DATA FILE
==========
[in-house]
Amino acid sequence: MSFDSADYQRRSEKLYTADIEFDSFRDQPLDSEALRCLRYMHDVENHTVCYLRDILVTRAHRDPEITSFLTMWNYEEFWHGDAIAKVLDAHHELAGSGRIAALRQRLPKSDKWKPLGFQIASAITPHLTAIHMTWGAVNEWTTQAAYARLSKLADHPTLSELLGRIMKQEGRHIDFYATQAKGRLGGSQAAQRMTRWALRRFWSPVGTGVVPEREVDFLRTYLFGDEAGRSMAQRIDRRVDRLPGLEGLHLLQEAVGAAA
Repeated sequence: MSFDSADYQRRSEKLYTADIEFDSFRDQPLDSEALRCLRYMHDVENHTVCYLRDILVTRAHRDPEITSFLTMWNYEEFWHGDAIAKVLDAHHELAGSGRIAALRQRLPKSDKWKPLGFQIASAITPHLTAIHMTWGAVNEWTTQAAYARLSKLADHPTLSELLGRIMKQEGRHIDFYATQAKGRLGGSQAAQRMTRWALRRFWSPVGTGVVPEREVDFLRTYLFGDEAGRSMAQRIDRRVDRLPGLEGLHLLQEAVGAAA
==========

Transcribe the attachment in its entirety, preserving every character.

[in-house]
Amino acid sequence: MSFDSADYQRRSEKLYTADIEFDSFRDQPLDSEALRCLRYMHDVENHTVCYLRDILVTRAHRDPEITSFLTMWNYEEFWHGDAIAKVLDAHHELAGSGRIAALRQRLPKSDKWKPLGFQIASAITPHLTAIHMTWGAVNEWTTQAAYARLSKLADHPTLSELLGRIMKQEGRHIDFYATQAKGRLGGSQAAQRMTRWALRRFWSPVGTGVVPEREVDFLRTYLFGDEAGRSMAQRIDRRVDRLPGLEGLHLLQEAVGAAA
Repeated sequence: MSFDSADYQRRSEKLYTADIEFDSFRDQPLDSEALRCLRYMHDVENHTVCYLRDILVTRAHRDPEITSFLTMWNYEEFWHGDAIAKVLDAHHELAGSGRIAALRQRLPKSDKWKPLGFQIASAITPHLTAIHMTWGAVNEWTTQAAYARLSKLADHPTLSELLGRIMKQEGRHIDFYATQAKGRLGGSQAAQRMTRWALRRFWSPVGTGVVPEREVDFLRTYLFGDEAGRSMAQRIDRRVDRLPGLEGLHLLQEAVGAAA